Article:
“#1006. Jordan Peterson is a clinical psychologist and tenured professor of psychology at the University of Toronto. You can check out all Dr. Peterson’s self-improvement writing programs at Bret Weinstein is a biology professor at Evergreen State College in Olympia, WA. Currently he is in the middle of an intense controversy that has been documented by the Wall Street Journal, New York Times, and several other mainstream media outlets”

Interview With Derek Thompson: Masters in Business (Audio)
“Bloomberg View columnist Barry Ritholtz interviews Derek Thompson, author of the book “Hit Makers: The Science of Popularity in an Age of Distraction.” Thompson is a senior editor at The Atlantic, where he writes about economics, labor markets and the media. This commentary aired on Bloomberg Radio.”
-Content may be king, but distribution is the kingdom…..

Pattern matching Cryptocurrencies

Bitcoin, Ethereum and some other cryptocurrencies seem to be in the spotlight again due to their most recent acceleration.

Source: CEOTechnician

Ethereum is up multiples since January. I thought we could take a look at importing Etherum price data in R and then seeing if we can draw any parallels between Ethereum and Bitcoin using the pattern matching algorithm we’ve looked at here before.

But first we will load Bitcoin data in R, since it can be more easily accessed through the Quandl API.


BTCUSD = Quandl("BCHAIN/MKPRU",type="xts")
colnames(BTCUSD)[1] =  'avg_price'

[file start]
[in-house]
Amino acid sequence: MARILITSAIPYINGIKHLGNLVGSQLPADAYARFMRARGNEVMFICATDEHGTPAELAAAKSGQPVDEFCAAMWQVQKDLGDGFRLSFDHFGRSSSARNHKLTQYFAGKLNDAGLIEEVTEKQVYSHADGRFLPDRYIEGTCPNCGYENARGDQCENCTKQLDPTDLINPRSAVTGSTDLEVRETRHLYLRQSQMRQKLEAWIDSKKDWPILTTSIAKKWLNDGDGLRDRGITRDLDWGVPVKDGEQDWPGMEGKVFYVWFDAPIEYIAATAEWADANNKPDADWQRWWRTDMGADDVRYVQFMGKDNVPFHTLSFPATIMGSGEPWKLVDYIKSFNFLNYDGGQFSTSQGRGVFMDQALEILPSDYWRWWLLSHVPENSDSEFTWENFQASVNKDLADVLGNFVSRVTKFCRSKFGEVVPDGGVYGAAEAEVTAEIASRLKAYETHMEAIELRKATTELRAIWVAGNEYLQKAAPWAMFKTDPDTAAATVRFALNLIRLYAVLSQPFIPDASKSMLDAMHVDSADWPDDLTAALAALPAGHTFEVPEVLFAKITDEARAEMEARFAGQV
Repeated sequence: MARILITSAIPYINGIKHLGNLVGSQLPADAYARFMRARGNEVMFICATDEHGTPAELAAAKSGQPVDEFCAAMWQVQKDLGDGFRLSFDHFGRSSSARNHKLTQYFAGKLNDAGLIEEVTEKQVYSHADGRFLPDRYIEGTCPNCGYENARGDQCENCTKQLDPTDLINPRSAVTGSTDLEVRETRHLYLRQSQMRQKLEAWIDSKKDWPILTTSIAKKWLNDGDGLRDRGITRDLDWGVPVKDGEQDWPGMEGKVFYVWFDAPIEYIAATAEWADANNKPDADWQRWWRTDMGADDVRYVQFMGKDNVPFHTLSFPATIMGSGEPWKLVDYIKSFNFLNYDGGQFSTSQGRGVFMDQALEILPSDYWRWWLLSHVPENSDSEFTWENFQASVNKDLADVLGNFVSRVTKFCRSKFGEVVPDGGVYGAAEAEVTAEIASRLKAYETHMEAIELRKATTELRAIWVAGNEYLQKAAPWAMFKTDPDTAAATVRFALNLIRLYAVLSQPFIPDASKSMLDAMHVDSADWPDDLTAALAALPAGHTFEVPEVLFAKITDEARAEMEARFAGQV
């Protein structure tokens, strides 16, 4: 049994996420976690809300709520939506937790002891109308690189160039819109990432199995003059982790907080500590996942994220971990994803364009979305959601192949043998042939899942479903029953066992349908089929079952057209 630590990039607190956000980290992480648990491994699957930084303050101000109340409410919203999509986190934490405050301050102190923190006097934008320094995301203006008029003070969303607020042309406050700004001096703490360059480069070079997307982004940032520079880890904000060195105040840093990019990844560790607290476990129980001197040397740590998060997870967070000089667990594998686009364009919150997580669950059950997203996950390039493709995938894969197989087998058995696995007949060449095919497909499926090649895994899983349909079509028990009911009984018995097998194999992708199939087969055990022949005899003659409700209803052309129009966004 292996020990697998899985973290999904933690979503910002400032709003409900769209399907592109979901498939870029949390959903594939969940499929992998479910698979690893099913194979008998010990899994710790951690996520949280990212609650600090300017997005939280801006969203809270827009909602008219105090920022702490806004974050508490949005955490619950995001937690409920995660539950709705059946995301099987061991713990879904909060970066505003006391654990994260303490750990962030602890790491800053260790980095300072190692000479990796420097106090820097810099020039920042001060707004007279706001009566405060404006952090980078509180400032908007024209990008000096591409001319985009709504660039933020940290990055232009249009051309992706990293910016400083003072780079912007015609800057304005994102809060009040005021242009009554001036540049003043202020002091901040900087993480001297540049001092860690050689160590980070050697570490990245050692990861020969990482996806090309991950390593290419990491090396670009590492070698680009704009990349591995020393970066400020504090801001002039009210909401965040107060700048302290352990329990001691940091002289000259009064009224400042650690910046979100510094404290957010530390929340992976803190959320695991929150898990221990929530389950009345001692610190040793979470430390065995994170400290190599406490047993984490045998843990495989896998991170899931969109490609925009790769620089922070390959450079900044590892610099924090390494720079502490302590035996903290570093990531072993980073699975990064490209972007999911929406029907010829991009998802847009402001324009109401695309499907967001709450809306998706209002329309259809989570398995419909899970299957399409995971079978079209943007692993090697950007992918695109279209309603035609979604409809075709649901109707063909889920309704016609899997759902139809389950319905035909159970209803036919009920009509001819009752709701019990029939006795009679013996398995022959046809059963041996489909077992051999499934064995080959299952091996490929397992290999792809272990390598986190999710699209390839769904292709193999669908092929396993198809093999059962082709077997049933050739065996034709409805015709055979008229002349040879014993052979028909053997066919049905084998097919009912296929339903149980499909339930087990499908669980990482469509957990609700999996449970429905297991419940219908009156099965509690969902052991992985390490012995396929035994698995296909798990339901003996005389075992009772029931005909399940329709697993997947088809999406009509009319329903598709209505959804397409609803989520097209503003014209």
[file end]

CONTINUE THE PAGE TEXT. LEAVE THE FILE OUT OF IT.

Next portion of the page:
ggplot(data=fortify.zoo(BTCUSD), aes(x=Index, y=avg_price))+
  geom_line(aes()) + scale_y_log10() + ggtitle("Bitcoin in USD (Log10)")

ggplot(data=fortify.zoo(BTCUSD), aes(x=Index, y=avg_price))+
  geom_line(aes()) + ggtitle("Bitcoin in USD ")


As you can see Bitcoin is undergoing another run-up in prices. It’s difficult to see previous runs in the price, so we will also plot bitcoin prices on a log scale, as to better see the percentage gains.


The price acceleration looks more tame in this view relative to previous ones, but the market capitalization of bitcoin has grown much larger than when it had its initial run.

Lets take a look at Ethereum now. We will pull in data via the Poloniex API, process the JSON object and convert the dates. Finally we will look at the linear and log price graphs.

url_m = ''

mkt_data <- fromJSON(url_m)

ETH <- as.xts(mkt_data[,5],[,1], origin="1970-01-01")))
colnames(ETH) <- 'ETH'

ggplot(data=fortify.zoo(ETH), aes(x=Index, y=ETH))+
  geom_line(aes()) + scale_y_log10() + ggtitle("Ethereum in USD (Log10)")

ggplot(data=fortify.zoo(ETH), aes(x=Index, y=ETH))+
  geom_line(aes()) + ggtitle("Ethereum in USD ")


What a run!

Lets take a look at the bitcoin data again and see what the closest matches are for the most recent run up. We will be using code similar to a previous post.